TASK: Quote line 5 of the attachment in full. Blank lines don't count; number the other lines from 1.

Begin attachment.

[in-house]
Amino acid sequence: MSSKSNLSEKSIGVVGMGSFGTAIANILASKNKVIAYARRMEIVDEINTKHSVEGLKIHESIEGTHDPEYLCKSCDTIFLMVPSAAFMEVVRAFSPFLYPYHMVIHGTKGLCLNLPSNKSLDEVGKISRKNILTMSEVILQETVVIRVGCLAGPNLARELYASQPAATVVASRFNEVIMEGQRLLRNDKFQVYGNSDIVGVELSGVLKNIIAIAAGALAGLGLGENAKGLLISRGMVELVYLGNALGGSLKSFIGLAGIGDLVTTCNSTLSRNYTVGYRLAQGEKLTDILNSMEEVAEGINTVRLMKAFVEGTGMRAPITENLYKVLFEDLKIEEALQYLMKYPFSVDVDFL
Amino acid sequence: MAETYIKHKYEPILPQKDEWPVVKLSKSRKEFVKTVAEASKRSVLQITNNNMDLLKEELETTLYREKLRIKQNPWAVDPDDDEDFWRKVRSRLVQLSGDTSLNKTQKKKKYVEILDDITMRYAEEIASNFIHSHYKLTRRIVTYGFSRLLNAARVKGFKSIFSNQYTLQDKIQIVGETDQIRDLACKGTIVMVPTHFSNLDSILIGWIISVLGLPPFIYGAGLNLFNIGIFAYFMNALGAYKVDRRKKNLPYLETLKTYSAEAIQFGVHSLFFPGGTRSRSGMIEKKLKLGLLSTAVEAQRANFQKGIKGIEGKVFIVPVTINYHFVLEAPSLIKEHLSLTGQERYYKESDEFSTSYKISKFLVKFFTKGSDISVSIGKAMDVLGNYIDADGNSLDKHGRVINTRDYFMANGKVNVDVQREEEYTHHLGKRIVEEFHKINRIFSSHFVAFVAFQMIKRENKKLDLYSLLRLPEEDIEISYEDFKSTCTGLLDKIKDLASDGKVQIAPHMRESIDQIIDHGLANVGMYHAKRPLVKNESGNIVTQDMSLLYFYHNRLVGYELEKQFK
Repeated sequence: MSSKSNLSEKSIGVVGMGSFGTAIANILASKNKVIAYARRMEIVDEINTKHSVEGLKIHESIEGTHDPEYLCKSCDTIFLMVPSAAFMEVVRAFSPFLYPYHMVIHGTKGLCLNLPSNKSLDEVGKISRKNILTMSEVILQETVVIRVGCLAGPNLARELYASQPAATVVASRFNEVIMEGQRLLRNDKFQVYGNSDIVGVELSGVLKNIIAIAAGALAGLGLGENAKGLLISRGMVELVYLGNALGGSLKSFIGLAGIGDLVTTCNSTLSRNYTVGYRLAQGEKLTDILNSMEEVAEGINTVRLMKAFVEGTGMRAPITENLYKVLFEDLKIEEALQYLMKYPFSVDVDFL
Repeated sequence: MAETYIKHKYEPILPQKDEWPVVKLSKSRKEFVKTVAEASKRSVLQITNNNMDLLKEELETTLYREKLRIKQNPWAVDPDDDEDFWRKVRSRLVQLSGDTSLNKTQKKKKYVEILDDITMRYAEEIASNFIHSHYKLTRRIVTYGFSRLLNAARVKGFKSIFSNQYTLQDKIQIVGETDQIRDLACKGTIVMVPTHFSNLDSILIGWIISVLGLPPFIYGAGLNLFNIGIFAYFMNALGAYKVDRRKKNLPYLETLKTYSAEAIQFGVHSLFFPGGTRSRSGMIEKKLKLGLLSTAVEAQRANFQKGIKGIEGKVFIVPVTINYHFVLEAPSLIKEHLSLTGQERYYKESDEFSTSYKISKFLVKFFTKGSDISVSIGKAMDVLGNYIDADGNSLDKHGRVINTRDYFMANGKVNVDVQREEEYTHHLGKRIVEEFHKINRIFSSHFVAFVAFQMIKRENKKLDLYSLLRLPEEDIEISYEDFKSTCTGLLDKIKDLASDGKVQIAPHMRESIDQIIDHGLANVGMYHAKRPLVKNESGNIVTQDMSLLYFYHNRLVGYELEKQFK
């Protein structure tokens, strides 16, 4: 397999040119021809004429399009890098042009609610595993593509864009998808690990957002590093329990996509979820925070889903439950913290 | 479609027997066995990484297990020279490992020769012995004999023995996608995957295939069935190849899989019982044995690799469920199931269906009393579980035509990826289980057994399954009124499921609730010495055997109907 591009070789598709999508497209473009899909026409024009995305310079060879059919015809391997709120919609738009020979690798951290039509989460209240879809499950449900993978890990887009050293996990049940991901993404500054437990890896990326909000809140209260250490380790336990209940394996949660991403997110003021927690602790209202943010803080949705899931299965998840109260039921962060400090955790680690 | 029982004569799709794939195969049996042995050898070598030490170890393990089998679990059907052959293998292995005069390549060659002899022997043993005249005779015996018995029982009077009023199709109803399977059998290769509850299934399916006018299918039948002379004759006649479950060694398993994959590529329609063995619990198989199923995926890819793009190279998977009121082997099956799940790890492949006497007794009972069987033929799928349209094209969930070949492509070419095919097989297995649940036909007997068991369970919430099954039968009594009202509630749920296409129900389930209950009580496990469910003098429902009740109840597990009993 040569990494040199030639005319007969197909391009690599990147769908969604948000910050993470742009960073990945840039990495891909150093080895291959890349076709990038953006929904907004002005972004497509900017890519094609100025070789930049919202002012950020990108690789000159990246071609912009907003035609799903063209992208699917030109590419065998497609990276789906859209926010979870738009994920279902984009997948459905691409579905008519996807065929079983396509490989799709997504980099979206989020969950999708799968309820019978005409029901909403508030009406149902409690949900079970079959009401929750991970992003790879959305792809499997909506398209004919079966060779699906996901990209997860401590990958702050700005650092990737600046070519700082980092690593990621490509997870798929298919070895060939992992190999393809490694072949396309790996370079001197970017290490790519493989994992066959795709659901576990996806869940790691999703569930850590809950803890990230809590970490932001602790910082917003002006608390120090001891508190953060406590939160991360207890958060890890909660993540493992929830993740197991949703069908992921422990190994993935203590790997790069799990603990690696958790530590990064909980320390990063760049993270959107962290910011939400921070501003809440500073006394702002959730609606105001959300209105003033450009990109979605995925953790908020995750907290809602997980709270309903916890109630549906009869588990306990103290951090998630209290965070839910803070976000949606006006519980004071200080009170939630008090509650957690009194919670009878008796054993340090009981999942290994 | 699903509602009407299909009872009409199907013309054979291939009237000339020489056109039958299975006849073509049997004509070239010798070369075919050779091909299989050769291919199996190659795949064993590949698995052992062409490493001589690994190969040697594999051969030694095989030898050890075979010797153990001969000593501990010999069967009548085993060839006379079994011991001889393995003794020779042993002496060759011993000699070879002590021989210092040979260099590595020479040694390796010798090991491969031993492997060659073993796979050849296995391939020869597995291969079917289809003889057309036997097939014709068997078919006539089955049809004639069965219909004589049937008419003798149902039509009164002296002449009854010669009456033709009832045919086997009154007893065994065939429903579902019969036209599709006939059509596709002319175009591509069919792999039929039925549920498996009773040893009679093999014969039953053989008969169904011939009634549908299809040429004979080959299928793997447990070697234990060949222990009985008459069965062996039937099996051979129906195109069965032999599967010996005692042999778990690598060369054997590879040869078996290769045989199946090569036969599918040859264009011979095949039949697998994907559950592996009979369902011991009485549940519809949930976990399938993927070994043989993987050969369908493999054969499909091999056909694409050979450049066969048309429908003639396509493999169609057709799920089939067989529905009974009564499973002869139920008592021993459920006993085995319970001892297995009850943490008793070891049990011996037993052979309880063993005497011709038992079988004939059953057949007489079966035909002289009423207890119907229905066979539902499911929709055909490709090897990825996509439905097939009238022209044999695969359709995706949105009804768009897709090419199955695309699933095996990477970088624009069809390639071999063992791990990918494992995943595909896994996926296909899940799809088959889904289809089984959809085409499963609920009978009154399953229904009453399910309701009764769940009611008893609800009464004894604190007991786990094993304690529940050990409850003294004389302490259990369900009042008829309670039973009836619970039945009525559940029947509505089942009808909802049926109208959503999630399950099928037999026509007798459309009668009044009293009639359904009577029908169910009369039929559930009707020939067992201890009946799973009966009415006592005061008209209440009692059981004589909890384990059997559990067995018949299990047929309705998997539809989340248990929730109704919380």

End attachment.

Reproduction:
Repeated sequence: MAETYIKHKYEPILPQKDEWPVVKLSKSRKEFVKTVAEASKRSVLQITNNNMDLLKEELETTLYREKLRIKQNPWAVDPDDDEDFWRKVRSRLVQLSGDTSLNKTQKKKKYVEILDDITMRYAEEIASNFIHSHYKLTRRIVTYGFSRLLNAARVKGFKSIFSNQYTLQDKIQIVGETDQIRDLACKGTIVMVPTHFSNLDSILIGWIISVLGLPPFIYGAGLNLFNIGIFAYFMNALGAYKVDRRKKNLPYLETLKTYSAEAIQFGVHSLFFPGGTRSRSGMIEKKLKLGLLSTAVEAQRANFQKGIKGIEGKVFIVPVTINYHFVLEAPSLIKEHLSLTGQERYYKESDEFSTSYKISKFLVKFFTKGSDISVSIGKAMDVLGNYIDADGNSLDKHGRVINTRDYFMANGKVNVDVQREEEYTHHLGKRIVEEFHKINRIFSSHFVAFVAFQMIKRENKKLDLYSLLRLPEEDIEISYEDFKSTCTGLLDKIKDLASDGKVQIAPHMRESIDQIIDHGLANVGMYHAKRPLVKNESGNIVTQDMSLLYFYHNRLVGYELEKQFK